'They still went’: Pikeville first responders remember fallen heroes of 9/11
PIKEVILLE, Ky. (WYMT) - Nineteen years after the September 11 attacks, Pikeville remembers the fallen heroes while celebrating the men and women who risk their lives each day.
A ceremony kicked off First Responder Remembrance Day with several speakers on the schedule at the Pikeville Police Department. After the ceremony, a parade made its way through Hambley Boulevard.
Several families lined the roadway to see the event, waving American flags in remembrance of the first responders and fellow Americans killed in the attacks of 2001.
Police Chief Chris Edmonds said it is important to keep the memory of 9/11 alive and honor the fallen heroes, even in the midst of a pandemic.
“We decided to do it on September 11 to honor every first responder for that day, that tragic day in America," he said. "So, we usually had a big thing in the park. But we can’t gather and do anything like that right now, so we decided to do just the smallest thing we could right now to honor the first responders and honor the first responders for 9/11.”
He said it is all about remembering the heroes who died to protect and serve.
“We can never forget,” Edmonds said. “Their motivation is to do that. Those firemen knew that tower was on fire in that stairwell, going up. You know, they knew it was burning above them. So they still went.”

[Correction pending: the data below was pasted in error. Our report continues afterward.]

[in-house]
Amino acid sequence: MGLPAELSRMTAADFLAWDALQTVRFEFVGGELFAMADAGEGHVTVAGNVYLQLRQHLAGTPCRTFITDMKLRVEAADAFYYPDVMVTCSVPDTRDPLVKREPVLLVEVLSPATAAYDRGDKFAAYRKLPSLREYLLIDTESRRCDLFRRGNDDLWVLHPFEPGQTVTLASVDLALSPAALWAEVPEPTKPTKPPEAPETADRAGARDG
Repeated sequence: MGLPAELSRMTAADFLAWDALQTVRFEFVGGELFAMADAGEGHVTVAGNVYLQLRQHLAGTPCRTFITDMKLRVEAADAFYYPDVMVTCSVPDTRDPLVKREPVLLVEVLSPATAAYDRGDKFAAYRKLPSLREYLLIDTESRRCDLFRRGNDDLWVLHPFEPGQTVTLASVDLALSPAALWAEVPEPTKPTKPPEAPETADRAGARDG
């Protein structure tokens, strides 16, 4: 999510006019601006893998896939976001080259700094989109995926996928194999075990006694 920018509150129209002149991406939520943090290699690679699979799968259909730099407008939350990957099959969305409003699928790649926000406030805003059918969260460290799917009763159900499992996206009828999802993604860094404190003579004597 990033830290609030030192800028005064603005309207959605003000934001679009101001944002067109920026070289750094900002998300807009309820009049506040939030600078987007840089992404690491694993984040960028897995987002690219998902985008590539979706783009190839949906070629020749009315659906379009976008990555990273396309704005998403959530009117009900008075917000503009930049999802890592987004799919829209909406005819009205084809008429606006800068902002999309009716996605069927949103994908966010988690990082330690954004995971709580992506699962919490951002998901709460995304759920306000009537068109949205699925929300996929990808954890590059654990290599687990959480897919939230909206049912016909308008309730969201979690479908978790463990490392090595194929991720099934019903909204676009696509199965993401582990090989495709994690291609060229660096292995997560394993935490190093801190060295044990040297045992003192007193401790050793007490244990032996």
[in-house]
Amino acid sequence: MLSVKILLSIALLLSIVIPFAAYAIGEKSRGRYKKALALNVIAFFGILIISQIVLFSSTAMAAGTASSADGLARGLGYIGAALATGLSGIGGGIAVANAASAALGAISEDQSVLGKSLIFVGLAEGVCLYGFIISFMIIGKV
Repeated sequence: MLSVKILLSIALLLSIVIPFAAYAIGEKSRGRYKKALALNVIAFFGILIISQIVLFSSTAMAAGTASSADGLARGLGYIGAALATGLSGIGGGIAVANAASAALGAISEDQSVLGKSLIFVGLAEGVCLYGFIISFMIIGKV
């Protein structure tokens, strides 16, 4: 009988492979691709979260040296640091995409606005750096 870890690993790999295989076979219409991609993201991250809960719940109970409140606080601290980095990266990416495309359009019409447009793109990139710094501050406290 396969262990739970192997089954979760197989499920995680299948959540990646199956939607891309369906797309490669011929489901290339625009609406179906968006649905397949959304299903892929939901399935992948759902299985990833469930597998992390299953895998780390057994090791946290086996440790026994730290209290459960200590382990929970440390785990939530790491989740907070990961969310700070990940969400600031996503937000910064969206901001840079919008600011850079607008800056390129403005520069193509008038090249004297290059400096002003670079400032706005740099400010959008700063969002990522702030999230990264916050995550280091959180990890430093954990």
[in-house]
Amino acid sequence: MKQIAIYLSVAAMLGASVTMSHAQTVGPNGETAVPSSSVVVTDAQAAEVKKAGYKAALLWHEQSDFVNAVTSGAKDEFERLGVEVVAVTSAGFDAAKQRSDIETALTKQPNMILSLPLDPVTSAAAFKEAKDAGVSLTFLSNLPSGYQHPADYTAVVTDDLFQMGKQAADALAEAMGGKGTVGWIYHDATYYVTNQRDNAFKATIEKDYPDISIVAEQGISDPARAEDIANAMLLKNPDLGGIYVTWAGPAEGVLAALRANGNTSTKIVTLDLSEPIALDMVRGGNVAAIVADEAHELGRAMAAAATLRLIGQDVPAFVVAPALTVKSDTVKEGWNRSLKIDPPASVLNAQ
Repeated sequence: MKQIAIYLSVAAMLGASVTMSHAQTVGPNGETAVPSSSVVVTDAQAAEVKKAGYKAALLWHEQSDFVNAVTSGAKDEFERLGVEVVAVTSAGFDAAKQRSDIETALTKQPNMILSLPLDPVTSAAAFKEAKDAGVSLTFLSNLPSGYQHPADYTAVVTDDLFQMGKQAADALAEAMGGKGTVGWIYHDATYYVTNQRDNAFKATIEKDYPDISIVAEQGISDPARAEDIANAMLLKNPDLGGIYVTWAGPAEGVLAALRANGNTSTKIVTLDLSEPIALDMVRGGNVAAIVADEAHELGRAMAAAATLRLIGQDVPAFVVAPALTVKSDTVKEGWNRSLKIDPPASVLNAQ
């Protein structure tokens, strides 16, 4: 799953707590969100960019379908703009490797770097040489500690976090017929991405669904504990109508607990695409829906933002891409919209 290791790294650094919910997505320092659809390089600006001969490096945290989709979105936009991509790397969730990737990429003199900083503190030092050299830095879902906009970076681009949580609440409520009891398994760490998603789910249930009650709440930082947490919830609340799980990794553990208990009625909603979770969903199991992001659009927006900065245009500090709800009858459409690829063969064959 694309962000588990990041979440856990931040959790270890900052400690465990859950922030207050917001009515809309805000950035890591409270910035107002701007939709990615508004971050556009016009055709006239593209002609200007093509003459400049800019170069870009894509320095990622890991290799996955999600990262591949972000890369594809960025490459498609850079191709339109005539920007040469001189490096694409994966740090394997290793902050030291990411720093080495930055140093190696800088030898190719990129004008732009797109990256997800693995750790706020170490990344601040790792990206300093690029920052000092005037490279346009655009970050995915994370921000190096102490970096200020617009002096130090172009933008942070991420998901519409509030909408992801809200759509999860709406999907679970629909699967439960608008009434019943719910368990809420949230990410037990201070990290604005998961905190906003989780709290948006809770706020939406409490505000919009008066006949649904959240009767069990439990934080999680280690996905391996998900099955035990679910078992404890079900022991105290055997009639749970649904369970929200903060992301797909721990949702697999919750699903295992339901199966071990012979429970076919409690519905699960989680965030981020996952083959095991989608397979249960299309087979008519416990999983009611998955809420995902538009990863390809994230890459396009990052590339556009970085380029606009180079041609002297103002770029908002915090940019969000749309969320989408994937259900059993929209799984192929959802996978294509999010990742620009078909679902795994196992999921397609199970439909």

Pike County Sheriff Rodney Scott said that sense of duty to others is what pushes the area first responders every day.
“You know, 19 years ago today I could tell you exactly where I’m at. It was just like it happened yesterday. And, you know, people that can remember never forget," Scott said. “You never know what situation you’re gonna walk into or whether you’re gonna walk out. So, you know, when you kiss your loved one goodbye of the morning, you just hope you’re gonna be there that afternoon to kiss them hello.”
He said the community has always been supportive of its law enforcement and he is blessed to serve a county that appreciates the sacrifices that come with the calling.
“It’s a tremendous honor, you know, that the people respect us enough to come out and show us how much they do respect us," he said.
Chief Edmonds agreed, saying the community is the most supportive of its first responders. He said he hopes everyone will keep that same consideration to the families of those who died 19 years ago.
“Today is a day that I would like for every citizen to always remember. And remember the sacrifices that was gave that day. And remember the people we lost that day," Edmonds said.
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